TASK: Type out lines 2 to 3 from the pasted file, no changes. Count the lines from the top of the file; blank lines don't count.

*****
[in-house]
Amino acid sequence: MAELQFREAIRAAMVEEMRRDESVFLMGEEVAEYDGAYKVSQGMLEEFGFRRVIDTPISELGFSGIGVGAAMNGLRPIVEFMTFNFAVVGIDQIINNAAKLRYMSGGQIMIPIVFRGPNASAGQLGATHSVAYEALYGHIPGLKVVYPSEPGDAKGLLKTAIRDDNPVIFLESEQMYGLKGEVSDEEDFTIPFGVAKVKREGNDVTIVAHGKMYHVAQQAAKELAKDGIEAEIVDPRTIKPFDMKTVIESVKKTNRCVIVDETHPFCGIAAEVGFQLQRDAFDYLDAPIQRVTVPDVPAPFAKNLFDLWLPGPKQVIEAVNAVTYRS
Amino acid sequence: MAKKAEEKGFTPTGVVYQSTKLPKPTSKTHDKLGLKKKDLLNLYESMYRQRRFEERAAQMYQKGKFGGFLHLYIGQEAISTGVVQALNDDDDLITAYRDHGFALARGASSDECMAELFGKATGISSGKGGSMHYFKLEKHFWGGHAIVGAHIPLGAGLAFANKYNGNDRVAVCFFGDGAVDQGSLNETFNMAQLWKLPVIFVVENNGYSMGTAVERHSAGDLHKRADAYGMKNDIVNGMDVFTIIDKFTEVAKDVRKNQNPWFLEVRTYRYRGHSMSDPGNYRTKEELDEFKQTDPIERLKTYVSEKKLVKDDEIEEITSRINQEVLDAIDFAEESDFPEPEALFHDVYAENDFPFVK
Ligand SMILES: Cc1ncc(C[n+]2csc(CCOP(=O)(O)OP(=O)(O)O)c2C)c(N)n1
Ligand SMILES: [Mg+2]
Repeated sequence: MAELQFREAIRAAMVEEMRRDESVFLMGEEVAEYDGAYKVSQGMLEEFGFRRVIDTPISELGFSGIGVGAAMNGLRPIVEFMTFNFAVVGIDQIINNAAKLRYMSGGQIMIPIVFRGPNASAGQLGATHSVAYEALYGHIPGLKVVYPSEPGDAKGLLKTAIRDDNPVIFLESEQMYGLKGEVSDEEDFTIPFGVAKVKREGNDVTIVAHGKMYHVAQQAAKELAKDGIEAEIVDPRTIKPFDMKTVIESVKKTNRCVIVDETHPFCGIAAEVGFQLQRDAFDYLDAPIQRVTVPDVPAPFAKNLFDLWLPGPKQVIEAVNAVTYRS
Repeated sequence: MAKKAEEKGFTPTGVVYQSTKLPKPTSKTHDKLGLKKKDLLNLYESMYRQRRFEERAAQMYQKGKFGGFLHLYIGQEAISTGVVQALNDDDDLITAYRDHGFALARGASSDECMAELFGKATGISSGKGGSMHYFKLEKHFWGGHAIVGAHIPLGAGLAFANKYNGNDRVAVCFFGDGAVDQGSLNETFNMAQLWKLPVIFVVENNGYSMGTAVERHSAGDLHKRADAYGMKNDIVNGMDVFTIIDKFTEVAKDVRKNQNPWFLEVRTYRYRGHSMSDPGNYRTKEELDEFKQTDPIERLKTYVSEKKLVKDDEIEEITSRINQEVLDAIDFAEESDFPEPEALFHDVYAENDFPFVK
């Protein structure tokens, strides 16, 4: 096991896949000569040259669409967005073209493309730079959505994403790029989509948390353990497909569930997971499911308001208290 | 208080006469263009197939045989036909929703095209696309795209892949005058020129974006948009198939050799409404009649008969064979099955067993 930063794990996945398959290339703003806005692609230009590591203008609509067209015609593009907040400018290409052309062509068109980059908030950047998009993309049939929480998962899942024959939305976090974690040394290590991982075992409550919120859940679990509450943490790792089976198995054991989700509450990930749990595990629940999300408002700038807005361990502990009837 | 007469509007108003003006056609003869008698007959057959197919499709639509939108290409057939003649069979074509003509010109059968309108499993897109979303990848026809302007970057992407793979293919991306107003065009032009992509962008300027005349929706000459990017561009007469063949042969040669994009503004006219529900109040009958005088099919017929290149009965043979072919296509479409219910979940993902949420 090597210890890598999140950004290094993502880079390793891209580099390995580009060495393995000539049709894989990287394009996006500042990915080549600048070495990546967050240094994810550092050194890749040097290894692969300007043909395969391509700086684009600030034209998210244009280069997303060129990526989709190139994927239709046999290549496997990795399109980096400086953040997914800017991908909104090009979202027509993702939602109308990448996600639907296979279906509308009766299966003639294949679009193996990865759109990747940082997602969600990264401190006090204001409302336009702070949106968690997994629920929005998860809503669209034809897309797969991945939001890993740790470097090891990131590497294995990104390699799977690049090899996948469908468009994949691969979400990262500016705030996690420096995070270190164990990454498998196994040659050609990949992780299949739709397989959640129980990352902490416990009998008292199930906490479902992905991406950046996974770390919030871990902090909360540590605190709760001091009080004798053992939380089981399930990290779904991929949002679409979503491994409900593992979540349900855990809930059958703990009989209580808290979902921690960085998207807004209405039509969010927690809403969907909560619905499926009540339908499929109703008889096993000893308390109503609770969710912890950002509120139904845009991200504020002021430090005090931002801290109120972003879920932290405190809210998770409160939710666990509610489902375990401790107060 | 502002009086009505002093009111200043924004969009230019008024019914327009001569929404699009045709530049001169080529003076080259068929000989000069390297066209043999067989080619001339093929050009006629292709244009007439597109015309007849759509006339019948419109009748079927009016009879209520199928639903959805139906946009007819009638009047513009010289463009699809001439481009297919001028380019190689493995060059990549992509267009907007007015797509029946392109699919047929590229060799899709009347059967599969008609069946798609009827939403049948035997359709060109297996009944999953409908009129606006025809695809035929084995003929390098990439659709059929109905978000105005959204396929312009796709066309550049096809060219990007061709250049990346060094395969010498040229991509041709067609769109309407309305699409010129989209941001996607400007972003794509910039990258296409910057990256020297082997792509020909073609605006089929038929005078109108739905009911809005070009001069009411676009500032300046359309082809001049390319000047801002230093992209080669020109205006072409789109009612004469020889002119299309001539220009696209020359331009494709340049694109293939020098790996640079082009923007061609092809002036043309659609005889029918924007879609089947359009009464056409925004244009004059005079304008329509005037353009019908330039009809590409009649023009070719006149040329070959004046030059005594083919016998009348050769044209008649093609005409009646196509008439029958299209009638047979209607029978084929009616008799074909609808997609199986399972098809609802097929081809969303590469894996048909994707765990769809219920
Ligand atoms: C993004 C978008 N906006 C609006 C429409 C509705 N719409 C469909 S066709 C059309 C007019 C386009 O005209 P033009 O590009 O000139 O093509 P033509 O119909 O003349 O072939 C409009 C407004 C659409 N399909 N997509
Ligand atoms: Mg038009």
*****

Amino acid sequence: MAELQFREAIRAAMVEEMRRDESVFLMGEEVAEYDGAYKVSQGMLEEFGFRRVIDTPISELGFSGIGVGAAMNGLRPIVEFMTFNFAVVGIDQIINNAAKLRYMSGGQIMIPIVFRGPNASAGQLGATHSVAYEALYGHIPGLKVVYPSEPGDAKGLLKTAIRDDNPVIFLESEQMYGLKGEVSDEEDFTIPFGVAKVKREGNDVTIVAHGKMYHVAQQAAKELAKDGIEAEIVDPRTIKPFDMKTVIESVKKTNRCVIVDETHPFCGIAAEVGFQLQRDAFDYLDAPIQRVTVPDVPAPFAKNLFDLWLPGPKQVIEAVNAVTYRS
Amino acid sequence: MAKKAEEKGFTPTGVVYQSTKLPKPTSKTHDKLGLKKKDLLNLYESMYRQRRFEERAAQMYQKGKFGGFLHLYIGQEAISTGVVQALNDDDDLITAYRDHGFALARGASSDECMAELFGKATGISSGKGGSMHYFKLEKHFWGGHAIVGAHIPLGAGLAFANKYNGNDRVAVCFFGDGAVDQGSLNETFNMAQLWKLPVIFVVENNGYSMGTAVERHSAGDLHKRADAYGMKNDIVNGMDVFTIIDKFTEVAKDVRKNQNPWFLEVRTYRYRGHSMSDPGNYRTKEELDEFKQTDPIERLKTYVSEKKLVKDDEIEEITSRINQEVLDAIDFAEESDFPEPEALFHDVYAENDFPFVK